This article was written by Monika Bulmer, Marketing and Communications Officer at Re3 Partnership.
The climate crisis is a tough subject. But in the last year, we’ve shown we’re a nation of even tougher subjects. Many things have happened over which we’ve had no control and the climate crisis is one thing we can actively do something about. Every one of us, every day, through small but powerful habits – like recycling.
Across the re3 area, which covers Bracknell Forest, Reading and Wokingham Boroughs, residents are doing already a great job when it comes to recycling. These efforts enabled each of the re3 councils to exceed a 50% recycling rate, but we need to do more, and we need to do it now.
So how can we improve? To put it simply, a staggering number of recyclables still end up in the wrong bin. In fact – every week, an average household places 13 perfectly recyclable plastic items, 3 cans, 2 steel cans and 1 large cardboard box in the residual bin instead of in a recycling bin.
If, together, we could correct those simple mistakes, it could have some significant benefits. For example, if only one household recycled all these missing items every week for a year, it would help to remove 62kg CO2e from the environment. If we think more broadly, and everyone across re3 (Bracknell Forest, Reading and Wokingham Boroughs) recycled all those items regularly, over the course of a year, the impact would help to remove over 12 tonnes of CO2 from the environment, which is an equivalent to taking over 6,000 cars off the road for a year.
We can go much further. When we place recyclable items in the wrong bin, each time, we lose a valuable resource because recycling eliminates the need to extract raw materials. Each tonne of recycled paper saves the equivalent of 17 trees, and each tonne of plastic saves 16 barrels of oil. That’s not all. We are also wasting energy as it invariably takes much more energy to produce items from raw materials than it does from recycled waste. And, of course, missed opportunities to recycle can increase the amount of waste sent to landfill, where waste can create methane gas, that is a significant contributor to global warming.
The re3 Partnership is responsible for managing waste from all households across Bracknell Forest, Reading and Wokingham Boroughs. Only last year, the partnership processed over 180,000 tonnes of waste, including over 25,000 tonnes of recycling collected from residents, directly at the doorstep: clean paper, cardboard, plastic bottles, pots, tubs and trays, tetrapaks, aluminium cans and foil and steel tins. And if you are ever in doubt, we recommend to you our website search or the free app called re3cyclopedia.
All dry recycling that is collected at the kerbside is sent to our Material Recycling Facility where it undergoes a series of mechanical and manual sorting processes. By extracting non-recyclable items, we can ensure that good quality material is sent to recyclers and ensure that our items get recycled and stay in a loop. Our mechanical sort includes a trommel, magnets, air-knives, eddy current separator, several optical sorters and most recently an AI-robot picker, the first of its kind robot installed in England. The waste picker robot, developed by Recycleye Robotics, and introduced with the support of our Contractor, FCC, can perform the physical tasks of identifying, picking and sorting materials at a rate of 55 successful picks per minute. The intelligent picking system is powered by an AI computer vision system, which detects all individual items of waste by material and object.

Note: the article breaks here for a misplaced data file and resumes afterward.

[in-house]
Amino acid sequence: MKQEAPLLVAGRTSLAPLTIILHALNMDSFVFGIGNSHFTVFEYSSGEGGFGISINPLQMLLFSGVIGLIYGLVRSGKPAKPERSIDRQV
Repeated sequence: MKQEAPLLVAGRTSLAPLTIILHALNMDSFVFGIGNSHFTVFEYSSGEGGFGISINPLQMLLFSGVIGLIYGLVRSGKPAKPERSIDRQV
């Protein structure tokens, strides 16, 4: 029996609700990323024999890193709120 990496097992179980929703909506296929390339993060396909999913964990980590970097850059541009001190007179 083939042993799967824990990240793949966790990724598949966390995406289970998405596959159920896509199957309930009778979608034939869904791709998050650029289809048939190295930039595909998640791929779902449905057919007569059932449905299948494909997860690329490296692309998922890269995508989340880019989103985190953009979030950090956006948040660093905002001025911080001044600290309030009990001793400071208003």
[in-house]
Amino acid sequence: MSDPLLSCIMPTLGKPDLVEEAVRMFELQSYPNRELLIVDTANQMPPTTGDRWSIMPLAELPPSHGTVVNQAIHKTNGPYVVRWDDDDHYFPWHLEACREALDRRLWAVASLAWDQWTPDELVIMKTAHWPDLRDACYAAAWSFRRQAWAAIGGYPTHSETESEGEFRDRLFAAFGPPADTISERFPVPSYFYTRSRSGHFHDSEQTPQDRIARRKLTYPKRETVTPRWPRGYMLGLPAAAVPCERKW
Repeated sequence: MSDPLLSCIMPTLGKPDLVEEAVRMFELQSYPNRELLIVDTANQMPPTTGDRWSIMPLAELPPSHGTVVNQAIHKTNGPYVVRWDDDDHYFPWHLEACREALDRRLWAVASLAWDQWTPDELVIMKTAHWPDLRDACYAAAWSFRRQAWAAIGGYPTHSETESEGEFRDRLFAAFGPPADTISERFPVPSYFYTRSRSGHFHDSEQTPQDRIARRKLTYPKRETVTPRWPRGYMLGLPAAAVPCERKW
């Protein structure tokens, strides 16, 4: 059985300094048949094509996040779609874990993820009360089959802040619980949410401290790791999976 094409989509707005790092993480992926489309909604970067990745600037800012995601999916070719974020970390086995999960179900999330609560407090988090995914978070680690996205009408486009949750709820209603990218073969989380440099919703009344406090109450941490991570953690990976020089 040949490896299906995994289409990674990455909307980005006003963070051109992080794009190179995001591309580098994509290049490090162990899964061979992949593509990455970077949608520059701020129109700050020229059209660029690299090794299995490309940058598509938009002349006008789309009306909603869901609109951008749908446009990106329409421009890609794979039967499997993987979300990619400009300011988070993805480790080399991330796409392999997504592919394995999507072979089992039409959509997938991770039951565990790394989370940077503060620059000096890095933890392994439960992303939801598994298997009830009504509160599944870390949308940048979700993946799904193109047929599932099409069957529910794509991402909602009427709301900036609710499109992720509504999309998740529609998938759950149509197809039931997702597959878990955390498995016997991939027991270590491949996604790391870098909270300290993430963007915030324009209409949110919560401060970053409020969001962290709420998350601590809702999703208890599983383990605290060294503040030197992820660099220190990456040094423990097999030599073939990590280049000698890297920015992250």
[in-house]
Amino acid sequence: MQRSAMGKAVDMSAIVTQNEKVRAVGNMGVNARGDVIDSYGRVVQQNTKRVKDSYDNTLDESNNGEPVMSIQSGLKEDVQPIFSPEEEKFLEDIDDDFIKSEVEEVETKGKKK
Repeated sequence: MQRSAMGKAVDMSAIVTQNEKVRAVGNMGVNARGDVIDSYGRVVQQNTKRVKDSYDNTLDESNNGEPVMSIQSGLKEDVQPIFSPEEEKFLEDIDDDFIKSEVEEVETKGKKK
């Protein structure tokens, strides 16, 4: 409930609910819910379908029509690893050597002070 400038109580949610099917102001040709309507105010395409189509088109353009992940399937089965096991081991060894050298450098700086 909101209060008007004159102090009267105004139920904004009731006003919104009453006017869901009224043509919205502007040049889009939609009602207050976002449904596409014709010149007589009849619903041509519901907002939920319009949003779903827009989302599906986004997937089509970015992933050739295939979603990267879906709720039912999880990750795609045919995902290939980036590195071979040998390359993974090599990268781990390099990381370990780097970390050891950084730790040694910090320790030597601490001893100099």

Finally, we shouldn’t forget about food waste and its impact on the climate. Helping residents to reduce their food waste by providing tips on portioning, better storage or meal planning is our priority but we understand that some waste is inevitable. Fortunately, now all households can recycle their food waste: from bones, egg shells, to plate scrapings or out of date, mouldy produce with an ease. Processing the food waste using the anaerobic digestion is currently the best solution as it allows not only to transform the food waste into a nutritious liquid digestate that is spread on farmlands to help grow more food but also every bit of food waste is used to generate electricity that is fed to the National Grid. Not surprisingly, food waste recycling is perceived as a truly powerful process, as a caddy full of food waste can generate enough electricity to boil 9 kettles or watch 20 hours of your favourite TV show. As a partnership, our vision is to provide residents with a high performing service that benefits the whole re3 community. Recycling our waste, via council collections and other council services, is both an easy way of contributing towards climate change goals and one that everyone can engage in.